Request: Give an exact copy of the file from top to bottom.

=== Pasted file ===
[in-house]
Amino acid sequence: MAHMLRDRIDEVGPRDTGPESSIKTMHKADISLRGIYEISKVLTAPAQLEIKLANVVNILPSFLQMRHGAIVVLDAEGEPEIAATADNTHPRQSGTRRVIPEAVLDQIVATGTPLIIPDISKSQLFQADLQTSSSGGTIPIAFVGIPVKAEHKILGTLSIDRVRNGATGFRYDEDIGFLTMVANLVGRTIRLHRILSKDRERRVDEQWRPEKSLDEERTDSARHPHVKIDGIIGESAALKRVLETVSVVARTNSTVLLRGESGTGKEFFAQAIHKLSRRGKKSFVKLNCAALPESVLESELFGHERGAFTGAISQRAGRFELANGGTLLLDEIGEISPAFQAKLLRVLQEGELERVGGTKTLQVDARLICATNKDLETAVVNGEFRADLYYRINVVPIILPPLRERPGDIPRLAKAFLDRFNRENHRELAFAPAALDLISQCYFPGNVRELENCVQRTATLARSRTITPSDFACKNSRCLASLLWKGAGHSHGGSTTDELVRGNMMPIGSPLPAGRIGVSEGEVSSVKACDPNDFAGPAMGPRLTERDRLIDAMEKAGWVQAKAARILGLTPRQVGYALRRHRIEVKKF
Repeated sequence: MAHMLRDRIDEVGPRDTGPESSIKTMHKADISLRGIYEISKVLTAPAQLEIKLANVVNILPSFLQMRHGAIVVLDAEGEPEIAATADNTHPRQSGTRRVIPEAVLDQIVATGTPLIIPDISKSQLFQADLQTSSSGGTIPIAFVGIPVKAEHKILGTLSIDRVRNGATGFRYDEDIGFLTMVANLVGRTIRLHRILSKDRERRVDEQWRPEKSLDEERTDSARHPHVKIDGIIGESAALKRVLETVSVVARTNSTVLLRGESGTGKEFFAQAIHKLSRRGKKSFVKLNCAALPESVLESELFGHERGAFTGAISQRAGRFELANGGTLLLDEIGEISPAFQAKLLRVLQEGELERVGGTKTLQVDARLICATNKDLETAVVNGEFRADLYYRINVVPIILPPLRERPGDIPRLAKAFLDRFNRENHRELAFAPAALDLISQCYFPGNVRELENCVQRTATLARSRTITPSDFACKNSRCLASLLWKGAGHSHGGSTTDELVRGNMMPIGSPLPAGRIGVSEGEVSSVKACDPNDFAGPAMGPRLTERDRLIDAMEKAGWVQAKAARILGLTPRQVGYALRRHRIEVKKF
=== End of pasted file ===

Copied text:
[in-house]
Amino acid sequence: MAHMLRDRIDEVGPRDTGPESSIKTMHKADISLRGIYEISKVLTAPAQLEIKLANVVNILPSFLQMRHGAIVVLDAEGEPEIAATADNTHPRQSGTRRVIPEAVLDQIVATGTPLIIPDISKSQLFQADLQTSSSGGTIPIAFVGIPVKAEHKILGTLSIDRVRNGATGFRYDEDIGFLTMVANLVGRTIRLHRILSKDRERRVDEQWRPEKSLDEERTDSARHPHVKIDGIIGESAALKRVLETVSVVARTNSTVLLRGESGTGKEFFAQAIHKLSRRGKKSFVKLNCAALPESVLESELFGHERGAFTGAISQRAGRFELANGGTLLLDEIGEISPAFQAKLLRVLQEGELERVGGTKTLQVDARLICATNKDLETAVVNGEFRADLYYRINVVPIILPPLRERPGDIPRLAKAFLDRFNRENHRELAFAPAALDLISQCYFPGNVRELENCVQRTATLARSRTITPSDFACKNSRCLASLLWKGAGHSHGGSTTDELVRGNMMPIGSPLPAGRIGVSEGEVSSVKACDPNDFAGPAMGPRLTERDRLIDAMEKAGWVQAKAARILGLTPRQVGYALRRHRIEVKKF
Repeated sequence: MAHMLRDRIDEVGPRDTGPESSIKTMHKADISLRGIYEISKVLTAPAQLEIKLANVVNILPSFLQMRHGAIVVLDAEGEPEIAATADNTHPRQSGTRRVIPEAVLDQIVATGTPLIIPDISKSQLFQADLQTSSSGGTIPIAFVGIPVKAEHKILGTLSIDRVRNGATGFRYDEDIGFLTMVANLVGRTIRLHRILSKDRERRVDEQWRPEKSLDEERTDSARHPHVKIDGIIGESAALKRVLETVSVVARTNSTVLLRGESGTGKEFFAQAIHKLSRRGKKSFVKLNCAALPESVLESELFGHERGAFTGAISQRAGRFELANGGTLLLDEIGEISPAFQAKLLRVLQEGELERVGGTKTLQVDARLICATNKDLETAVVNGEFRADLYYRINVVPIILPPLRERPGDIPRLAKAFLDRFNRENHRELAFAPAALDLISQCYFPGNVRELENCVQRTATLARSRTITPSDFACKNSRCLASLLWKGAGHSHGGSTTDELVRGNMMPIGSPLPAGRIGVSEGEVSSVKACDPNDFAGPAMGPRLTERDRLIDAMEKAGWVQAKAARILGLTPRQVGYALRRHRIEVKKF